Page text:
Home Health Information One in three people with diabetes is not aware of their disease

One in three people with diabetes is not aware of their disease


One in three people with diabetes is unaware of their condition, according to the Association du diabète (AD), (DL), which is launching an awareness campaign called “Protégeons nos artères” ‘Protect your arteries’ ahead of World Diabetes Day on Nov. 14. 

  “The maintenance of high blood glucose levels slowly damages the walls of these vessels. Both the duration of diabetes and its possible imbalance increases the risk of complications. There is no distinction: small and large vessels, as well as nerve fibers, are the target of a prolonged excess of blood sugar. 

 Damage to the blood vessels can affect different organs,” explains Prof. Régis Radermecker. Even if there are common mechanisms, there are still many uncertainties about the different processes that lead to the sometimes irreversible change. However, all these mechanisms have one thing in common: they attack the endothelium. Smokinghigh blood pressure, high cholesterol, and a sedentary lifestyle also increase the risk. 


 “An annual checkup is recommended for all diabetics, precisely to detect the appearance and presence of complications: it is essential to check everything and to do this regularly,” assures Prof. Radermecker. What’s the point of this? To address the problems (if any…), to ensure the best possible quality of life for the person.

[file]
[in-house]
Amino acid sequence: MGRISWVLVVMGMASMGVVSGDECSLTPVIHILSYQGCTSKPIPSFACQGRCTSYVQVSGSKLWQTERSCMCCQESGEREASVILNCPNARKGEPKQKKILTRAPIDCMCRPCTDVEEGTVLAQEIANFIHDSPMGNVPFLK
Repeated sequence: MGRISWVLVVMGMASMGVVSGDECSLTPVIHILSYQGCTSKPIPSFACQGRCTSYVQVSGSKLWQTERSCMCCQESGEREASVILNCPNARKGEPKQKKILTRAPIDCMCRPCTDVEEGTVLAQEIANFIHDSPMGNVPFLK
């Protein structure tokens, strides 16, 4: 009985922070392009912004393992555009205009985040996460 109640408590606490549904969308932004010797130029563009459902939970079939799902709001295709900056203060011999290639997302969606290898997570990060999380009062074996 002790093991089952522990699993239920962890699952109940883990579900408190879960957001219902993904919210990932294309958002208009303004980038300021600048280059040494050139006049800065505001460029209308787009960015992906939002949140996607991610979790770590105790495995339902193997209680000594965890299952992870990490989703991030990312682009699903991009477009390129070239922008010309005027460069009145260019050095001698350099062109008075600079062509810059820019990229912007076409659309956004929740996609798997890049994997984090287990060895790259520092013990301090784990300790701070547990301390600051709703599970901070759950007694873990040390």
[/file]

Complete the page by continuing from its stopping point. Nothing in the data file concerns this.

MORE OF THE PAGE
“The analysis of the results of blood, urine, ophthalmic and cardiological examinations aims to prevent or delay complications. The information collected allows treatments to be adapted: the diabetes treatments can be revised to manage diabetes better balance to make, and therapies can be initiated to the effect of restricting the set of complications. If they are present, there is no going back, but Prof. Radermecker adds the following event may be weakened in many cases and its progress is slowed, if not avoided. 


Depending on which blood vessels are affected, complications can have different consequences depending on the organs. For example, in the case of the heart, shortness of breath or pain may occur. These symptoms sometimes precede a heart attack or potentially fatal cardiac decompensation. But “one of the specifics of diabetes is that it can also cause an infarction that is not felt by the person (but is detected during the checkup),” explains the diabetologist. In general, 30% of diabetics – ie almost 1 in 3 – have cardiovascular problems in the broad sense. They are two to four times more likely to have a heart attack than the rest of the population, and these heart attacks are twice as fatal for them. 

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Complications affecting the arteries of the brain, in turn, lead to strokes. “Their symptoms are a sign of absolute medical urgency to try, with prompt treatment, to avoid its after-effects: paralysis and death,” he says. 

The narrowing of the great vessels in the legs can cause pain but also block these arteries, with an eventual risk of amputation (treatments and/or operations are aimed at preventing this). When diabetes progressively damages the nerves in the legs and feet, tingling, pain (sometimes severe), and a loss of sensitivity are to be expected. When pain is no longer a warning sign, the risk of undetected and untreated wounds or ulcers increases. Infection, gangrene and amputation can occur.